Air Raids on Market Kill 53 in North Syria Town
Air strikes on a market killed at least 53 people, including children, in a town in northern Syria on Monday despite a "de-escalation zone" in place there, a monitor said.
The Britain-based Syrian Observatory for Human Rights said it was not immediately clear whether the strikes on rebel-held Atareb had been carried out by Syrian warplanes, or those of Damascus's ally Russia.
The monitor said three strikes hit the town's market, adding that five children were among the dead, as well as three policemen.
A photographer contributing to AFP saw massive destruction at the scene, with rubble from damaged buildings covering the street and panicked civilians carrying away the injured.
Three men helped one of those hit in the attack, his face drenched in blood and his features almost completely obscured.
Nearby, the body of a man in a blue shirt and dark trousers lay where he had died.
Civil defense workers rushed alongside civilians to evacuate the injured, with one man in a thick beanie hat carrying a wailing child in a pink sweater away from the scene.
Elsewhere, the bodies of at least three children were laid out on the ground, partly covered by thick bolts of fabric.
Atareb is in the west of Aleppo province, in an area that is part of a "de-escalation zone" agreed under a deal earlier this year between Syria's allies Russia and Iran, and rebel backer Turkey.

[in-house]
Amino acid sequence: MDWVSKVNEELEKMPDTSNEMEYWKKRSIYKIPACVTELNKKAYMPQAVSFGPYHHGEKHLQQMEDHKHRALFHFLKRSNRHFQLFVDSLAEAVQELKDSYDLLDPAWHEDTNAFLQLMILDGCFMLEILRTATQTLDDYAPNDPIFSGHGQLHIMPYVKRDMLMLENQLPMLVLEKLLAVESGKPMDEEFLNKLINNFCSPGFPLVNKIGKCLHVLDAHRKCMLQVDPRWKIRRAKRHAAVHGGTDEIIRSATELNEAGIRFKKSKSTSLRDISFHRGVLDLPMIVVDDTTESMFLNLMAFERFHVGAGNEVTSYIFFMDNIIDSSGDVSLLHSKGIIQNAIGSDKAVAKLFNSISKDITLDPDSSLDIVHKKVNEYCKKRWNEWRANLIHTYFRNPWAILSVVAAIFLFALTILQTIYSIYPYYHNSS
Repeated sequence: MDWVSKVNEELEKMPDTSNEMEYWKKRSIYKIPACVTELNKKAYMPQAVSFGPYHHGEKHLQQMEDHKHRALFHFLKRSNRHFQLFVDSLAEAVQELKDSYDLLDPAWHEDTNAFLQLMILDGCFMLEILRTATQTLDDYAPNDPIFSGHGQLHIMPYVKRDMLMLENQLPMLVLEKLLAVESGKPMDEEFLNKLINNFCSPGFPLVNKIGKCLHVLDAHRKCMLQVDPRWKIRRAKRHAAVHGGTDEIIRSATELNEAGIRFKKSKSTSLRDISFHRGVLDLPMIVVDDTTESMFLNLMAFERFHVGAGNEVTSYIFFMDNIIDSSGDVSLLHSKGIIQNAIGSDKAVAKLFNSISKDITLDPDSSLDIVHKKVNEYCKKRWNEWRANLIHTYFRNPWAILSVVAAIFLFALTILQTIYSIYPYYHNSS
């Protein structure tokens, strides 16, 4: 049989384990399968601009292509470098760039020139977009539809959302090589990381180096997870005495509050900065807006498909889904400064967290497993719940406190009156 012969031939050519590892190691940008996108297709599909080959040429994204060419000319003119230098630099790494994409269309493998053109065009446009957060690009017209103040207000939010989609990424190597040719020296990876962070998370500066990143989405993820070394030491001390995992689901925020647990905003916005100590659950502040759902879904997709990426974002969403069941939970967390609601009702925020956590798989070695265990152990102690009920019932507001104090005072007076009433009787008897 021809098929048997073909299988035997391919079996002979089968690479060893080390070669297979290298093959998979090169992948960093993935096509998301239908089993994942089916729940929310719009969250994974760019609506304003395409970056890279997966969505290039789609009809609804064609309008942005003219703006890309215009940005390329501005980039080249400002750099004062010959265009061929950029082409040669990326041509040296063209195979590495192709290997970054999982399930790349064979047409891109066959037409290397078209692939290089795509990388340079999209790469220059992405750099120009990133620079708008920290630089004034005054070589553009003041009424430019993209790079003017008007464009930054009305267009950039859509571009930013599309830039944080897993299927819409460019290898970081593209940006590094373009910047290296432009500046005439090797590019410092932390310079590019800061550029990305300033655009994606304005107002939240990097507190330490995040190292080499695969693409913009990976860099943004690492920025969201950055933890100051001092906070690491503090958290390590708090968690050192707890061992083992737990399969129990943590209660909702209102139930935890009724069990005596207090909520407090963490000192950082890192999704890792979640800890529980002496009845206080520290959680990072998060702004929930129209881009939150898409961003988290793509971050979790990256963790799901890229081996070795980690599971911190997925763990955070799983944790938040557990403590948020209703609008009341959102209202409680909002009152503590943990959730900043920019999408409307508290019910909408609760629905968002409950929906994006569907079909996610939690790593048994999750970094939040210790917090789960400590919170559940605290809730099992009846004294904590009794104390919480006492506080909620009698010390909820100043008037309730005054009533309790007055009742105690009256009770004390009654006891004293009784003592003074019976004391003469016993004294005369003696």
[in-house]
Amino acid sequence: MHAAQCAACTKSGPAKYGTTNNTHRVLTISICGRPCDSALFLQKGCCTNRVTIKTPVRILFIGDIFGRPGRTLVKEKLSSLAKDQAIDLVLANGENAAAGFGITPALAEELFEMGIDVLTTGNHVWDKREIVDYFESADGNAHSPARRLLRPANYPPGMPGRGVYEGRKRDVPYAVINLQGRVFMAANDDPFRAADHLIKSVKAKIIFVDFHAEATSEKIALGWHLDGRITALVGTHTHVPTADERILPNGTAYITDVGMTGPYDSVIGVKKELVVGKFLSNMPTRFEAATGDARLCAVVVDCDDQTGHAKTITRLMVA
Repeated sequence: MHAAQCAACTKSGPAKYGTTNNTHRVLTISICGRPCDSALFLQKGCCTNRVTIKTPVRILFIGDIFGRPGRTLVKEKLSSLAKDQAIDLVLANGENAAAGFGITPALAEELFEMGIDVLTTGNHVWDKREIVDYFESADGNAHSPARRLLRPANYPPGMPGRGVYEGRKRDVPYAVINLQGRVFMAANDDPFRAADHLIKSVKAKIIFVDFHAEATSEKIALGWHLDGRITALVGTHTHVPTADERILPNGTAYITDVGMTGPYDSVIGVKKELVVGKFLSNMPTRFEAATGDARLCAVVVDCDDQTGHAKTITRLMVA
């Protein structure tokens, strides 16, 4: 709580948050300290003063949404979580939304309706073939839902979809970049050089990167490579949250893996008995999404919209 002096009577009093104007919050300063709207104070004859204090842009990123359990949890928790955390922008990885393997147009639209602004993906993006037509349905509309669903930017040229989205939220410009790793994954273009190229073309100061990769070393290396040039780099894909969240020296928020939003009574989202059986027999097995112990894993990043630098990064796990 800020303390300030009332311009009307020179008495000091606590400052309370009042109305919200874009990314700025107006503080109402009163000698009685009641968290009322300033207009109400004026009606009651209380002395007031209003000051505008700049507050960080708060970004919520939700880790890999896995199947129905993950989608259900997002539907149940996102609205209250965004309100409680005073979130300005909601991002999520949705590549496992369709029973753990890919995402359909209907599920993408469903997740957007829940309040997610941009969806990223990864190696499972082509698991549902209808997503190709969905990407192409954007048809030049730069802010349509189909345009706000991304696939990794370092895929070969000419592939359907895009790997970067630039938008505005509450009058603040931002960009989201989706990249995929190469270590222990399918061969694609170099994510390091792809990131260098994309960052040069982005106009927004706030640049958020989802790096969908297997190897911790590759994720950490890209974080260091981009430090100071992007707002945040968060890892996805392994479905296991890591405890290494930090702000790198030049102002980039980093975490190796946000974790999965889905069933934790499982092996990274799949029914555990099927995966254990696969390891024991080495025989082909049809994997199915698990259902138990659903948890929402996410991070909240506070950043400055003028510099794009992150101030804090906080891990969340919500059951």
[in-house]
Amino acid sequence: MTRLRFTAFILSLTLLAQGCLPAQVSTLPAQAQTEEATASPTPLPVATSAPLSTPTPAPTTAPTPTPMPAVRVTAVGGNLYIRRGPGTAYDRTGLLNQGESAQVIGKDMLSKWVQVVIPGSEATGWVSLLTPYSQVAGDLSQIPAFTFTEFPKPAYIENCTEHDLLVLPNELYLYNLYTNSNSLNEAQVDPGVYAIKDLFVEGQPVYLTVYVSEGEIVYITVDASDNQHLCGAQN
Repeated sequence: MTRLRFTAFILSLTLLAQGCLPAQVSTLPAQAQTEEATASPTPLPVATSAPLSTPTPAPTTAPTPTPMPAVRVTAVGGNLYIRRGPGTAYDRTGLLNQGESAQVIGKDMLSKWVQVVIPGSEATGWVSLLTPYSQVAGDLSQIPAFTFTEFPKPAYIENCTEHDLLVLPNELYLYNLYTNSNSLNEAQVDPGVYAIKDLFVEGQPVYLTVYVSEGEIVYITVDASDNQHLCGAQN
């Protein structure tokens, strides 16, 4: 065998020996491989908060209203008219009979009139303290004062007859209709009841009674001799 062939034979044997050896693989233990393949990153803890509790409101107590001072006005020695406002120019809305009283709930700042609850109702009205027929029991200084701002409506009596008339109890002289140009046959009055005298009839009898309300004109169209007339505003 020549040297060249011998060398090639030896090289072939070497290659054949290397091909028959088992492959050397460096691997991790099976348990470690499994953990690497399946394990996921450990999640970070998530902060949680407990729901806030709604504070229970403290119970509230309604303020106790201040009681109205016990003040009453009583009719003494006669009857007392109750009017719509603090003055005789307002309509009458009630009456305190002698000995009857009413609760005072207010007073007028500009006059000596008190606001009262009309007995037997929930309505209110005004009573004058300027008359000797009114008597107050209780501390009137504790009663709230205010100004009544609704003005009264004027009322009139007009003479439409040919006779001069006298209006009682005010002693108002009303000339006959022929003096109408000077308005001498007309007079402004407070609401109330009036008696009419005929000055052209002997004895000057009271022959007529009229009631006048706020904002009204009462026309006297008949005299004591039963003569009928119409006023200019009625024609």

The zone mostly covers neighboring Idlib province, which is largely held by opposition forces and a jihadist group formerly affiliated with al-Qaida.
Despite the government's recapture of Aleppo city late last year, rebel groups maintain a presence in the west of the province.
Russia, a key ally of Syria's President Bashar al-Assad, began a bombing campaign in support of his government in 2015.
Since then, with Moscow's support the government has recaptured large swathes of territory from opposition forces.
Moscow has steered the so-called Astana process that in May led to a deal to create four so-called "de-escalation zones" across Syria.
The zones have produced a drop in violence, but sporadic fighting and bombardment has continued, and promised humanitarian access has not materialized.
More than 330,000 people have been killed in Syria since the conflict began in March 2011 with anti-government protests.